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Articles Home » 1987 Articles » New Regime - 1987 New Regime
New Regime - 1987 New Regime

ARTIST: New Regime
ALBUM: The Race
LABEL: RCA (Canada)
SERIAL: KKL1-0586 (LP), KCD-0586 (CD)
YEAR: 1987


LINEUP: Kevin Connelly - vocals * Norm McMullen - guitars * Jim MacDonald - keyboards, sequencing * Rob Laidlaw - bass * Neil A Taylor - drums

TRACK LISTING: 01 The Race * 02 Love And Satisfaction * 03 Take It Or Leave It * 04 Where The Heart Is * 05 Terminal City * 06 Catch Fire * 07 Let It Loose * 08 It's Alright * 09 Wild Eyes

Canadian outfit New Regime, on their covershot for this album 'The Race' look more like standard fare 80's heavy metallers. The long hair, serious pouting, and metal garb would have you thinking they come from the Helix or Anvil school of Canadian rock. But no that's not the case. Images are somewhat deceiving, thankfully the music belies the look, with the band pitching their sound at the likes of Glass Tiger and Agent while they carry a certain amount of funkiness similar to Denmark's Hotel Hunger. All are purveyors of that hi-tech style blazing across the airwaves and MTV towards the end of the decade. If I recall, New Regime were favourites with the guys over at the long-lost Boulevard Magazine, and in some cases I can see why. Connelly's voice has a remarkable resemblance to some of those UK 'new romantic' singers like Tony Hadley (Spandau Ballet), Martin Fry (ABC) and ex Scotsman Alan Frew (Glass Tiger).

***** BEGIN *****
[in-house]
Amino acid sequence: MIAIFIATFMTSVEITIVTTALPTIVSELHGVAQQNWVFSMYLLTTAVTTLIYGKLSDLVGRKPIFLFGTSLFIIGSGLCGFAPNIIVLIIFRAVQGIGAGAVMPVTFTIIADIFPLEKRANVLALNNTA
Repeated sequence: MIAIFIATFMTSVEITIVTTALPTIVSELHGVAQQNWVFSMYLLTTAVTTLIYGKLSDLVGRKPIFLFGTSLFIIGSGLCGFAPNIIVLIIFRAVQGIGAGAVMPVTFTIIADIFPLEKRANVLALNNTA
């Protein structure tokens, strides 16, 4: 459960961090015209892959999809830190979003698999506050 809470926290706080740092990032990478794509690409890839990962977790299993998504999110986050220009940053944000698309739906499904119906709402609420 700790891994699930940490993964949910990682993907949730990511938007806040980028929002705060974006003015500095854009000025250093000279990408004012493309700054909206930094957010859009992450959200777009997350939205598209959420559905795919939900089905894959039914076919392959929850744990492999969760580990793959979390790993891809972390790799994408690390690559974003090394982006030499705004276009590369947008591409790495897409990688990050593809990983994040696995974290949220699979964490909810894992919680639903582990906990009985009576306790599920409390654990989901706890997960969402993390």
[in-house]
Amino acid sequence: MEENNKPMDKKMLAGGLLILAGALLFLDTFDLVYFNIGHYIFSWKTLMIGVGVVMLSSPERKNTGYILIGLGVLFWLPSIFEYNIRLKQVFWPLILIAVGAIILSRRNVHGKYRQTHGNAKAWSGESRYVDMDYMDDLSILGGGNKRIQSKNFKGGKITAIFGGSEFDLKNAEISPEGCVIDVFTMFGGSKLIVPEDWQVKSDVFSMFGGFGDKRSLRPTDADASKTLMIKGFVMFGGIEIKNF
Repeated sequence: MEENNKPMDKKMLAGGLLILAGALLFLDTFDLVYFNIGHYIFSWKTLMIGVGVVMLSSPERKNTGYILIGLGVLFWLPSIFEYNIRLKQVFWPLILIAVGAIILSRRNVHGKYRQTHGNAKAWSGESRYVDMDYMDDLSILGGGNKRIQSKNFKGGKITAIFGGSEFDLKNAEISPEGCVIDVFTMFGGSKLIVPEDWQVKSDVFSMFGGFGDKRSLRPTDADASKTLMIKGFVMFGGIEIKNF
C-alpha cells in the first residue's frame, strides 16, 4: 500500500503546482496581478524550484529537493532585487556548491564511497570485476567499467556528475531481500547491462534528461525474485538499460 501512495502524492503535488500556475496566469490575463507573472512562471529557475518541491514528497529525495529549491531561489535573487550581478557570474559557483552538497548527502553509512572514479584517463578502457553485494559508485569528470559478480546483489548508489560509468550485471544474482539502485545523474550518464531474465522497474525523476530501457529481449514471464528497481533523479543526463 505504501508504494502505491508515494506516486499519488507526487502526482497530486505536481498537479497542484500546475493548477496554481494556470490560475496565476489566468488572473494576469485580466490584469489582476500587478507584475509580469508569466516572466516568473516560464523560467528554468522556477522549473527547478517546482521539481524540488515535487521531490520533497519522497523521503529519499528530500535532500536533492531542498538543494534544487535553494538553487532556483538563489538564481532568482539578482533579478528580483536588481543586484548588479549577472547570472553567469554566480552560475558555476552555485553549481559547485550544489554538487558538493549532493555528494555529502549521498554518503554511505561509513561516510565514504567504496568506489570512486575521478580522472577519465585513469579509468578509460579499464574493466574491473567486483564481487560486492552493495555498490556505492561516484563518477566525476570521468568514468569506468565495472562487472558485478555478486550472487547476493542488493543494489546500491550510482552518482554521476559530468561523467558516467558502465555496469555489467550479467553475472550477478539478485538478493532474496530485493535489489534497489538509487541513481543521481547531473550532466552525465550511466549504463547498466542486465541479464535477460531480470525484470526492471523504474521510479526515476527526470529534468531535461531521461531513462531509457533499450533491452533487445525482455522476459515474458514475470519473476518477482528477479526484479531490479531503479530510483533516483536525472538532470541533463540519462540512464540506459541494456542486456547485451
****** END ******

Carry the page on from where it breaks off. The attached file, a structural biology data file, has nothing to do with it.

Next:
The Songs
For instance, the essential listening of 'Love And Satisfaction' is perhaps their trademark sound. 'Where The Heart Is' demonstrates their innate sense of melody, as heard on the ear-candy chorus. Lovely stuff. A track like 'Terminal City' definitely has the brakes taken off, with guitars-a-swinging and keyboards-a-parping! 'Catch Fire' has a Rush vibe to it similar in shape to their mid 1980's efforts. 'It's Alright' is a pleasant enough tune, as is the overly poppy 'Take It Or Leave It', but the band finish off with the wistful but ultimately pointless exercise that is 'Wild Eyes', with a slow-tempo completely in contrast with the song-title, enough to bore the pants of you. However, a quick flick back to 'Love And Satisfaction' and they're forgiven immediately!

In Summary
The band like many others featured here at GDM, died a death soon after. The only trace of life after the event was the 1996 solo album 'Son Of The Sun' by lead singer Kevin Connelly, while Laidlaw turned up in the 2001/2002 version of Honeymoon Suite. Worth an investigation for fans of Canadian hi-tech AOR.

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#1 | super80boy on August 09 2015 18:50:09
New Regime started with a self titled album released in 1985. It had a more new wave slant, but it still rocked and is quite good. 'Love And Satisfaction' and 'The Race' definitely harkens back to their first S/T offering. They did a couple of music videos to promote singles off that album as well. The Race is certainly a more mature effort and takes the listener further into AOR territory. The Race era band line up looks much different from two years prior. I find The Race a solid effort that satisfies.
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